Happy Monday! Good Morning, as we say good-bye to Open Ed. Week, we can happily say hello to the word of the week: creativity. Technology is being used creatively in order to further enhance the learning experience for students of all ages. From Legos for K-12, to textbook-free higher ed., to professional development for adults, different materials are being used thanks to innovative minds in the world of ed. tech.
As it is always good to start small and use different things as building blocks to the top, we look at the world of legos. Many of us may have enjoyed using these plastic multicolored blocks to build towns, houses, castles, and even rocket ships. Now, Ed. Surge claims that a new tool, called Story Starter, is the new face of creativeness at Lego Education. The backbone of this innovative set of Legos consists of 5 plates on which students can place their different ideas and creatively illustrate them before writing them down. This methodology even meets the Common Core standards of the US as it uses the 4 main components of language learning: speaking, reading, listening, and writing.
REVIEW: Hands-on with LEGO StoryStarter (Ed. Surge)
U.S. Research Center on Advanced Learning Technologies Proposed (Ed. Week)
Research centers can often be seen as places that foster creativity.U.S. Congressman George Miller feels that this is very true, as he is advocating for “the creation of designed to cultivate breakthroughs in learning sciences and technology that could benefit schools—an idea modeled in part on a highly-touted effort in the defense sector.”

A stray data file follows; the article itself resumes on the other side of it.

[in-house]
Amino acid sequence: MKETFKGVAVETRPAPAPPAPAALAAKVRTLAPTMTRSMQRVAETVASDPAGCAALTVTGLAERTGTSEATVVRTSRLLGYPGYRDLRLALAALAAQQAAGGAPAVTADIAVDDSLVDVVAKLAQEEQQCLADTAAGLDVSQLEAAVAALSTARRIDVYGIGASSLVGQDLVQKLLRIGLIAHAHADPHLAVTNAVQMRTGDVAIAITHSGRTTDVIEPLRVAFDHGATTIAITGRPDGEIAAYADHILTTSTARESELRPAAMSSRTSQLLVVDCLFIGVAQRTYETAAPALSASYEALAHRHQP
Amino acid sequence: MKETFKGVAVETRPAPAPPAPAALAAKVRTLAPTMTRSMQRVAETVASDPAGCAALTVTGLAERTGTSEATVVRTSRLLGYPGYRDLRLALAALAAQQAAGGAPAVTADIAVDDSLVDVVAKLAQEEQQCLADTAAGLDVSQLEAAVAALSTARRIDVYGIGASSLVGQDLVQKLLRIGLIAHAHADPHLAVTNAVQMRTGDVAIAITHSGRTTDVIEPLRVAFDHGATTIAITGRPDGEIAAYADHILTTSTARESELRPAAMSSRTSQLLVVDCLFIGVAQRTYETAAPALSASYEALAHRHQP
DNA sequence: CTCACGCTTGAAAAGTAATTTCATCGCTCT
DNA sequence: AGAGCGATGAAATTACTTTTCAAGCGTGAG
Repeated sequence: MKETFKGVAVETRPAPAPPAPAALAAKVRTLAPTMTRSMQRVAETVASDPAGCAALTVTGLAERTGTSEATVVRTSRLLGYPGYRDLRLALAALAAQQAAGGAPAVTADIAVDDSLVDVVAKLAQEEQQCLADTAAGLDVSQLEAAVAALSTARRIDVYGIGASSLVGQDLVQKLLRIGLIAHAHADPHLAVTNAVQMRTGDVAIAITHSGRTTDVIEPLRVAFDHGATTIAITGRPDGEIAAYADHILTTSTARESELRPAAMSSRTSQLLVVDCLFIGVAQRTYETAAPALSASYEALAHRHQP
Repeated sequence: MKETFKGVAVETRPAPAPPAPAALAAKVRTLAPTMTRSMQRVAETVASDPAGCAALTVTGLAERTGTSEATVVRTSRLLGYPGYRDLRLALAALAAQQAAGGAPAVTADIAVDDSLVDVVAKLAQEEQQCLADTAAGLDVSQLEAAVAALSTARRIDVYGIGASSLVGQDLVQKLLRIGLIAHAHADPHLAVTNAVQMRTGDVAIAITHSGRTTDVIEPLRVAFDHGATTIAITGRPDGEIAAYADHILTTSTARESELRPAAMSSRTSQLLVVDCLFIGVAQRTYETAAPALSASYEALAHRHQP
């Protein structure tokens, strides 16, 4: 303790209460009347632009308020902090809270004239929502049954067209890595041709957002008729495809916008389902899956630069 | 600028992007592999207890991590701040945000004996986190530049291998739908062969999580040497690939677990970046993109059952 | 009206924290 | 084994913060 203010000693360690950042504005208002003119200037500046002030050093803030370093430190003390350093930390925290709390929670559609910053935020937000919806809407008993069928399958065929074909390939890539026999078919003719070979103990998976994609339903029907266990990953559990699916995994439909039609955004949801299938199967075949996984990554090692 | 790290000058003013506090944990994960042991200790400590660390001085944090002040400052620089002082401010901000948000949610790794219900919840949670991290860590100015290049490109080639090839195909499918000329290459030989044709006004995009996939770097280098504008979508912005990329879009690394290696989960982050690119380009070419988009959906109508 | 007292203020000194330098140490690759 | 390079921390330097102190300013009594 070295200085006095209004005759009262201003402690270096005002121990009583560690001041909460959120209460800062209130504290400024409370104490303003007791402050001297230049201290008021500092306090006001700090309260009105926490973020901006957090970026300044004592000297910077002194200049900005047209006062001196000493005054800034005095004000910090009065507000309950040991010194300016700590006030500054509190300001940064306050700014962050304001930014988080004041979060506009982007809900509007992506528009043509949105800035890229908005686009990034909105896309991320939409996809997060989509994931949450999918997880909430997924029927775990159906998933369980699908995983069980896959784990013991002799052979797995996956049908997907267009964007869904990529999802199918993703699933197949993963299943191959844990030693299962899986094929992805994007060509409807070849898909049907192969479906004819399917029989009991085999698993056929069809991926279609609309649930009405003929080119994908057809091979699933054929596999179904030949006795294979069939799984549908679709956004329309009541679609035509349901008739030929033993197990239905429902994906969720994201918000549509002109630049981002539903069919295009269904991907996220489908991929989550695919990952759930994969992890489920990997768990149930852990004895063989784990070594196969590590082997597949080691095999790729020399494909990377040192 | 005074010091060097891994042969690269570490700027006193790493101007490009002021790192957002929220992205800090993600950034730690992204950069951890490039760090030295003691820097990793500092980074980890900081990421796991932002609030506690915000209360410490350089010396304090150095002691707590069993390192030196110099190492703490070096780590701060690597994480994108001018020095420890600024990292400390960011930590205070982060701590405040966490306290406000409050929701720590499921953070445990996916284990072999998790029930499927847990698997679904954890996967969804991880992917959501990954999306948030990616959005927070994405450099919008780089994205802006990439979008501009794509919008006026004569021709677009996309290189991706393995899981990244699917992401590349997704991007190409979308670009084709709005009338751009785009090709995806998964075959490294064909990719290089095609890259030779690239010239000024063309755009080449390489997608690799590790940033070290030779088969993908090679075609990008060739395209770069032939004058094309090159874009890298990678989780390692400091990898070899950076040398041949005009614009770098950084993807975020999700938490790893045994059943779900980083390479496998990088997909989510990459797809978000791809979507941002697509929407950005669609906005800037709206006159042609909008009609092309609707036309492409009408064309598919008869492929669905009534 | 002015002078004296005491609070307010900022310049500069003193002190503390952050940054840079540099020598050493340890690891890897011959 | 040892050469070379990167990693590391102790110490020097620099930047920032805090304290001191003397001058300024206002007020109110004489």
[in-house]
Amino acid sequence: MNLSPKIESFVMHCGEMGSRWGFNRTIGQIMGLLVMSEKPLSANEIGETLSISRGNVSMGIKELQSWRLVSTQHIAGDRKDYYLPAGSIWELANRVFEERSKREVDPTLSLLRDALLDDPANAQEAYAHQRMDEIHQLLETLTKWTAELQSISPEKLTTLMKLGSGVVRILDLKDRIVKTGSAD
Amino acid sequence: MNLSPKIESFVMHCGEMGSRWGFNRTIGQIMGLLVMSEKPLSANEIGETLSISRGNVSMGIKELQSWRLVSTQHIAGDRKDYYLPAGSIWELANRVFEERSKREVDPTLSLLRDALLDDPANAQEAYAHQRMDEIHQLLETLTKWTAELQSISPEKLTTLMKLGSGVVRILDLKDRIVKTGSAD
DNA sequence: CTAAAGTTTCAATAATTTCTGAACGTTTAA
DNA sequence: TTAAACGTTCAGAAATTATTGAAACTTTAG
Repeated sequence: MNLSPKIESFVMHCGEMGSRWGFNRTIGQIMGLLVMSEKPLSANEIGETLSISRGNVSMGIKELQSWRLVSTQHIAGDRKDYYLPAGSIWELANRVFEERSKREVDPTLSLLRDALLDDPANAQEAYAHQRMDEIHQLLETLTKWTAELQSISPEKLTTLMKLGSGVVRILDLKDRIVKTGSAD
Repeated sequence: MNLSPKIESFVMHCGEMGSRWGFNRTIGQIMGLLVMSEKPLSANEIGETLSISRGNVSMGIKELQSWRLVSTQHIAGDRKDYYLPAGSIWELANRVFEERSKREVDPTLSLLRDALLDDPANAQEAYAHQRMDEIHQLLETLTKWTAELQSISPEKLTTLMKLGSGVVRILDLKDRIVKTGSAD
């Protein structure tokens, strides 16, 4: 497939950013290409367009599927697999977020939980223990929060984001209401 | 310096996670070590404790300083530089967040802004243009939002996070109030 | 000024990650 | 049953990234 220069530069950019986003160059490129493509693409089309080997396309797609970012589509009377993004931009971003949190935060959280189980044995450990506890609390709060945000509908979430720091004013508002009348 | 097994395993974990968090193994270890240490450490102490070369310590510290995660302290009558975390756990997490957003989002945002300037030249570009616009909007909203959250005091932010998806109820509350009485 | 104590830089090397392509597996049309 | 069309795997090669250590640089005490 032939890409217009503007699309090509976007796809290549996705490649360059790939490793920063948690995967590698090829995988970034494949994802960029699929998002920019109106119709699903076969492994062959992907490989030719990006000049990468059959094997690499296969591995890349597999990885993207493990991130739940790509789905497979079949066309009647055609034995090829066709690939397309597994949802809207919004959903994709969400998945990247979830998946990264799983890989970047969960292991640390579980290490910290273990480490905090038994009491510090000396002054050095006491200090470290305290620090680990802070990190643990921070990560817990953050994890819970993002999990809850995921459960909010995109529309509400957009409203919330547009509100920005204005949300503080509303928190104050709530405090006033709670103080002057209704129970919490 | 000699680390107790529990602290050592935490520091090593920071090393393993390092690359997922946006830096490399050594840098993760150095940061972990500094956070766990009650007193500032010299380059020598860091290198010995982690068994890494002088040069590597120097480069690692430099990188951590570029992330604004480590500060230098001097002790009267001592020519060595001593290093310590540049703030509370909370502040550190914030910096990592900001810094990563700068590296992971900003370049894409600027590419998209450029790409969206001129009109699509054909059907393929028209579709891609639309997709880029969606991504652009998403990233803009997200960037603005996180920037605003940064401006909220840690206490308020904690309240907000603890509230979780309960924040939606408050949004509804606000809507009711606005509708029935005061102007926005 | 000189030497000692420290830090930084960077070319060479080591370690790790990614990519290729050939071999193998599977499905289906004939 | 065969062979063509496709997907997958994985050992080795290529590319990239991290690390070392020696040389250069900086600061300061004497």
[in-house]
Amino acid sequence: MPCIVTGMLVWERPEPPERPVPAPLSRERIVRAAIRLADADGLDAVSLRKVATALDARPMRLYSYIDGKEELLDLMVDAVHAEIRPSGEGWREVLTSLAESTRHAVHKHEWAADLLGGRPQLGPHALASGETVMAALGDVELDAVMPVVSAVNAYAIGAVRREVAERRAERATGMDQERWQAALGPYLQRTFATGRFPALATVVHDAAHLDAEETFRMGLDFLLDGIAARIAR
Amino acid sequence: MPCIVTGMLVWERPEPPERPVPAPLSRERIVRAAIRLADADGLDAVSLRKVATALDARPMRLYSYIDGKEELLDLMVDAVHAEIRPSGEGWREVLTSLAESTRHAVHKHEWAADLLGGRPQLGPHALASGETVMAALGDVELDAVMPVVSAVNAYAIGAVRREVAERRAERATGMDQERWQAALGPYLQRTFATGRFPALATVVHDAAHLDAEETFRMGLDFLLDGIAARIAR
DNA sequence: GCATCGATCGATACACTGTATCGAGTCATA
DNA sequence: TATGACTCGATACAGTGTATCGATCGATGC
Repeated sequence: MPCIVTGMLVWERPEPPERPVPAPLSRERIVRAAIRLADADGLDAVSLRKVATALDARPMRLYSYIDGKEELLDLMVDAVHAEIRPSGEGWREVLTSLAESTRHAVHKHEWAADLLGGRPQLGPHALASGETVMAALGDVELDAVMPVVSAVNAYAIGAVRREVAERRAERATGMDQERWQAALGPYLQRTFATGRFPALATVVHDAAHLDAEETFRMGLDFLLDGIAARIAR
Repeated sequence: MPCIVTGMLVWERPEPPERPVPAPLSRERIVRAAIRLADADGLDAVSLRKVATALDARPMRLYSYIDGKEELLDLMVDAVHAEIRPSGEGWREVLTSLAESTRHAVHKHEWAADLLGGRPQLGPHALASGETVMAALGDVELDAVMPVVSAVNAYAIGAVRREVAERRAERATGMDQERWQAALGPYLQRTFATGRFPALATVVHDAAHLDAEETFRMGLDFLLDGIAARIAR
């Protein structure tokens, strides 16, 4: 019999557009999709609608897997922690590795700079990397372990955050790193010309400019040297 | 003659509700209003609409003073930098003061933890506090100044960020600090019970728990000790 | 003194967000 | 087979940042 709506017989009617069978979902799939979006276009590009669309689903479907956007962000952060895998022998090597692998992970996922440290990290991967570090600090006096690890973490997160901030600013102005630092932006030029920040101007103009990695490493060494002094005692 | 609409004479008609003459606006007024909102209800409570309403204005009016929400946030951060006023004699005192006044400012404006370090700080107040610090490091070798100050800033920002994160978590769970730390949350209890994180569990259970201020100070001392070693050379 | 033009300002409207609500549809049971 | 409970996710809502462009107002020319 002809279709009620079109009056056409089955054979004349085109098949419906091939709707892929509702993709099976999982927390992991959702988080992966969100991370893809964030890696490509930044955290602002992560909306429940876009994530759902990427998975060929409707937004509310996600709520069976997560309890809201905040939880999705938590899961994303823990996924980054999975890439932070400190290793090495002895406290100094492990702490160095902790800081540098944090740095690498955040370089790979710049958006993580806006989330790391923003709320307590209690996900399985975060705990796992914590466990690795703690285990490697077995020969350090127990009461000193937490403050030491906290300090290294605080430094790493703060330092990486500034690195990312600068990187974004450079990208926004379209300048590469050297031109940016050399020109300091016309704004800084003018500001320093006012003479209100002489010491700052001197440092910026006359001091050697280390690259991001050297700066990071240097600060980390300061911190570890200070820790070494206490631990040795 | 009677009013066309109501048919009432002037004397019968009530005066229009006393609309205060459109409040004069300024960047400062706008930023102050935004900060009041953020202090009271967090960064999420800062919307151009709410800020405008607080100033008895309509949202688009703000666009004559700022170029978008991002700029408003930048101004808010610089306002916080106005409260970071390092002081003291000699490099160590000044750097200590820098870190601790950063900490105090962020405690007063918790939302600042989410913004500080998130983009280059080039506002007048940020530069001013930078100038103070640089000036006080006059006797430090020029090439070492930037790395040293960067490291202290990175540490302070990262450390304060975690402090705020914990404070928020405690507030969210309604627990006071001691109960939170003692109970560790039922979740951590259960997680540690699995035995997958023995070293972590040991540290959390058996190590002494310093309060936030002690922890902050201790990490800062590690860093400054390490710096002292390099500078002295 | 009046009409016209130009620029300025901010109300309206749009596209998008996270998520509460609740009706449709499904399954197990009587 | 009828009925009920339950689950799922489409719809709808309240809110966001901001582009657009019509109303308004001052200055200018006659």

Community College to Offer Textbook-Free Degree (the Virginia Business Magazine)
Creativity has also reached into the world of higher ed as a community college in Virginia has announced their newest accomplishment. Tidewater Community College is launching a textbook-free degree that works in partnership with Lumen Learning to provide low cost OER alternatives resources. TCC even states that this might save a students 1/3 of their college costs.
California Shifts the Ground Under Higher Education (Chronicle of Higher Ed.)
The State Senate President of California, Darrell Steinberg, is announcing a bill that looks to creatively solve the state’s troubles of giving community college students access to “foundational” courses. This bill would give wait-lkisted studetns the ability to take these basic courses online that do not have to be from colleges and universities. Instead, low-cost and alternative organizations, such as the StraighterLine can also be used.
Companies, Organizations Offer Ed-Tech Training Options (Ed. Week)
Lastly, we look at the world of adult professionals and lifelong learning. Different ed. tech. companies such as Discovery Education and Virtual High School Collaborative (VHS) are creating courses that can be taught either online or face-to-face. These courses aim to teach professionals new skills and further streamline other processes with the use of technology.
Well? Are these new developments creative and innovative? Do you know of any other creative endeavors in the world of ed. tech.? Please feel free to let us know by commenting below!
Have a great week! In other news:
Humans Fight Over Robo-Readers (Inside Higher Ed.)
K-12 Technology Usage: Student Mobile Trends (infographic) (Ed. Tech. Times)
Minerva Project Wins Leading Stanford Scholar (Ed. Surge)
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